Health and Medical News and Resources

General interest items edited by Janice Flahiff

[Website] Social Impact Calculator

The Social Impact Calculator is “a new tool that allows you to put a dollar value on the benefits of things like an affordable home, a great school or access to transit.”

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From the 13 January 2015 blog post at Investing in Community Change

The Low Income Investment Fund (LIIF) has created the Social Impact Calculator – a tool that allows you to put a dollar value to the impact of capital investments.

LIIF is a community development financial institution (CDFI) that invests in capital projects in low income communities in an effort to provide families with access to healthy, green and economically strong places to live. Using the Social Impact Calculator, LIIF is able to monetize the impact of capital investments in communities — such as funding for housing, child care centers and charter schools — and assess how well its investments are creating opportunities and reducing inequities in communities.

How does it work? The Social Impact Calculator estimates social returns using research and translating data into monetary values. For example, investments in affordable housing can create discretionary income for families by reducing the burden of housing costs. Those savings can be used by families to cover additional needs, such as food and healthcare. Similarly, as suggested by research, investing in high-performing schools can increase a child’s lifetime earnings while also reducing costs associated with incarceration.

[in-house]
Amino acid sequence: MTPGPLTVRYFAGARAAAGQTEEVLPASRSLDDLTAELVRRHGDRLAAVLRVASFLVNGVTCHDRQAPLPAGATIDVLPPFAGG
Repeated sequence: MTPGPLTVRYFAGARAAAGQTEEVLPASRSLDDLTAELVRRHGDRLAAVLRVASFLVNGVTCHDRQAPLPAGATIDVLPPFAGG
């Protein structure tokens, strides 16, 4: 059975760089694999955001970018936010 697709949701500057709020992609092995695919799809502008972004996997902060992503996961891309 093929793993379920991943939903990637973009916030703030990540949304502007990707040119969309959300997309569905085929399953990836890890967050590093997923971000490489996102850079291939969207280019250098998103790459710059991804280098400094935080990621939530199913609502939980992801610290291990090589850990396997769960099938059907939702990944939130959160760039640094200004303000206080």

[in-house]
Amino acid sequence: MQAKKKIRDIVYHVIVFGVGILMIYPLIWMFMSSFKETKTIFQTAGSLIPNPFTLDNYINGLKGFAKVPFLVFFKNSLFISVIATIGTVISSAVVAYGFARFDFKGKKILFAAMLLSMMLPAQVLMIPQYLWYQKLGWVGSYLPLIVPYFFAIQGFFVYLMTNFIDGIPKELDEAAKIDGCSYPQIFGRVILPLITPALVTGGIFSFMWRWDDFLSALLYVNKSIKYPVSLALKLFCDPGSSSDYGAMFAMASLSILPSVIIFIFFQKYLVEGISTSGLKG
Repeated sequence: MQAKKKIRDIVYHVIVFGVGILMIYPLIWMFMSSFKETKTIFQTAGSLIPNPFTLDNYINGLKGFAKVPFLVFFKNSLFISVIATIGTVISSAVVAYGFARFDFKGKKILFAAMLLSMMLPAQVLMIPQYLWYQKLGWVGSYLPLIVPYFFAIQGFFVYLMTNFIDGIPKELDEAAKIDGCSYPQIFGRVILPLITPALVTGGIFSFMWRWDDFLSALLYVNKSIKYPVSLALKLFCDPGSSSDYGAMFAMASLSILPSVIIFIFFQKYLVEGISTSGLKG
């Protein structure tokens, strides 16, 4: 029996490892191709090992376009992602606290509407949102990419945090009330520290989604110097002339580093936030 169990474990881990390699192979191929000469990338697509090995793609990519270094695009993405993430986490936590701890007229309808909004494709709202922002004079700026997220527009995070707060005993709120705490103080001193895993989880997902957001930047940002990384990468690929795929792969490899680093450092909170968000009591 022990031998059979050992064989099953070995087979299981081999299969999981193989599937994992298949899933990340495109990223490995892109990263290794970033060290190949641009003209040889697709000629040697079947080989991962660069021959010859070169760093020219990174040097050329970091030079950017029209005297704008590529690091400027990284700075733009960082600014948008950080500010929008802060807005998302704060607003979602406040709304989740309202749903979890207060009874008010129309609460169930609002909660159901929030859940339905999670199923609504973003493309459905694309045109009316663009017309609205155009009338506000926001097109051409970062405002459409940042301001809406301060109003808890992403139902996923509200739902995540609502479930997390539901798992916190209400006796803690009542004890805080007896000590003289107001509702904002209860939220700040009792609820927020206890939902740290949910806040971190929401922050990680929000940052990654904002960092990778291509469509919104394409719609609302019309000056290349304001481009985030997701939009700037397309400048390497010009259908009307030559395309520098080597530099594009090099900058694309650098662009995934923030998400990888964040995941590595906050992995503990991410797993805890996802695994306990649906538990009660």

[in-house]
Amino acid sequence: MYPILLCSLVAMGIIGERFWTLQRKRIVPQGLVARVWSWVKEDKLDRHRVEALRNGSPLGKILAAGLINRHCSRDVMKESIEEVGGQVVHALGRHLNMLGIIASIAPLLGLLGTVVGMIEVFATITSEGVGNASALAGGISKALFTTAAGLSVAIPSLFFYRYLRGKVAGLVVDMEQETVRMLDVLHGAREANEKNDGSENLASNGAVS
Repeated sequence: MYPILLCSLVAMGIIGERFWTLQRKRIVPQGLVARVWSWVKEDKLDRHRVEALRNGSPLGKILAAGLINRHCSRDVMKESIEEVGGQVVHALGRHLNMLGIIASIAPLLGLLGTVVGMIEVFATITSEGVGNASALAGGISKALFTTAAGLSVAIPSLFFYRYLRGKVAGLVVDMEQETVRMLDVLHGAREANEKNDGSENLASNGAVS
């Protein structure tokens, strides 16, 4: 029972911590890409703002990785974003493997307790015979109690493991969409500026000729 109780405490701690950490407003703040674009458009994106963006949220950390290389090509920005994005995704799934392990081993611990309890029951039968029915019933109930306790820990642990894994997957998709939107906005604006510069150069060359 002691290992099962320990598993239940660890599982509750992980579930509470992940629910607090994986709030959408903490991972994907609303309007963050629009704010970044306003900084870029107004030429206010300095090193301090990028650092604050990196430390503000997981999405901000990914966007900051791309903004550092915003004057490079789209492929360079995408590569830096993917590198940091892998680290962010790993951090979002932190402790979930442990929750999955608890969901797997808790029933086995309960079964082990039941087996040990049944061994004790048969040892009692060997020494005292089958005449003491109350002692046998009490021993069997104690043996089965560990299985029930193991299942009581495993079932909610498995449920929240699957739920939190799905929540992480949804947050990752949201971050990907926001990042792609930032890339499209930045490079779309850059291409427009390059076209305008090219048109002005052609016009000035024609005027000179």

LIIF has made the Social Impact Calculator available to the public and invites communities to explore how they might use the calculator to assess their own efforts. In addition, LIIF invites you to provide feedback about the Social Impact Calculator.

 

 

March 3, 2015 Posted by | Public Health | , , , , | Leave a comment

Global Health: Time to Pay Attention to Chronic Diseases

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From the 1 Ju;ly 2014 blog post

…While infectious diseases remain a significant problem in the developing world, cancer, heart disease, obesity, diabetes, and other non-communicable diseases are now among the fastest growing causes of death and disability around the globe. In fact, nearly three-quarters of the 38 million people who died of chronic diseases in 2012 lived in low- or middle-income countries [1].

The good news is that many NCDs can be prevented by making lifestyle changes, such as reducing salt intake for hypertension, stopping smoking for cancer and heart disease, or venting cookstove fumes for lung disease. Other NCDs can be averted or controlled by taking medications, such as statins for high cholesterol or metformin for diabetes.

 

July 2, 2014 Posted by | Public Health | , , , , , , , , , , | Leave a comment

Hard Questions For Medical Humanitarian Organizations Provoked By Adverse Effects Of Mining Industry

 

Médecins Sans Frontières logo

Médecins Sans Frontières logo (Photo credit: Wikipedia)

 

From the 30 August 2012 article at Medical News Today

 

Increasingly humanitarian organizations will find themselves responding to health emergencies provoked by the adverse effects of mining and other extractive industries, setting up a potential clash to do with the core principles and values at the heart of humanitarian medicine, writes Philippe Calain from the humanitarian medical organization, Medecins Sans Frontieres (MSF), in this week’s PLOS Medicine.